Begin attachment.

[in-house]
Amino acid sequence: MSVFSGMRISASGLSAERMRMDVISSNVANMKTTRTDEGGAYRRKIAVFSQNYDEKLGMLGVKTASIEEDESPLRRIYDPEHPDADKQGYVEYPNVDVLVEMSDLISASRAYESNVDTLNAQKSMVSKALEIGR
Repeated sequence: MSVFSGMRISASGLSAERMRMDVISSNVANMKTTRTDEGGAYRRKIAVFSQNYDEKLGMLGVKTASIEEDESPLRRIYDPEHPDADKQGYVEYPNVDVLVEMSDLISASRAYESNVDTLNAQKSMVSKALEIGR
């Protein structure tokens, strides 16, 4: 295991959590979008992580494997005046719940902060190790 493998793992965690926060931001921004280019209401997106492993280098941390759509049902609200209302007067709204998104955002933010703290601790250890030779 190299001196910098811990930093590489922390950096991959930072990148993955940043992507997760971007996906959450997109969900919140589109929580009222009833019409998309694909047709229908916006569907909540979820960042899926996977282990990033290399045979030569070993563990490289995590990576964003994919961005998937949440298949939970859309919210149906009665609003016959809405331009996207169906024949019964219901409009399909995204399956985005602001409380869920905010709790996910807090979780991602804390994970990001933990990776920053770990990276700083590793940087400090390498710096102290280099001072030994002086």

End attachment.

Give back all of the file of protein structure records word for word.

[in-house]
Amino acid sequence: MSVFSGMRISASGLSAERMRMDVISSNVANMKTTRTDEGGAYRRKIAVFSQNYDEKLGMLGVKTASIEEDESPLRRIYDPEHPDADKQGYVEYPNVDVLVEMSDLISASRAYESNVDTLNAQKSMVSKALEIGR
Repeated sequence: MSVFSGMRISASGLSAERMRMDVISSNVANMKTTRTDEGGAYRRKIAVFSQNYDEKLGMLGVKTASIEEDESPLRRIYDPEHPDADKQGYVEYPNVDVLVEMSDLISASRAYESNVDTLNAQKSMVSKALEIGR
């Protein structure tokens, strides 16, 4: 295991959590979008992580494997005046719940902060190790 493998793992965690926060931001921004280019209401997106492993280098941390759509049902609200209302007067709204998104955002933010703290601790250890030779 190299001196910098811990930093590489922390950096991959930072990148993955940043992507997760971007996906959450997109969900919140589109929580009222009833019409998309694909047709229908916006569907909540979820960042899926996977282990990033290399045979030569070993563990490289995590990576964003994919961005998937949440298949939970859309919210149906009665609003016959809405331009996207169906024949019964219901409009399909995204399956985005602001409380869920905010709790996910807090979780991602804390994970990001933990990776920053770990990276700083590793940087400090390498710096102290280099001072030994002086």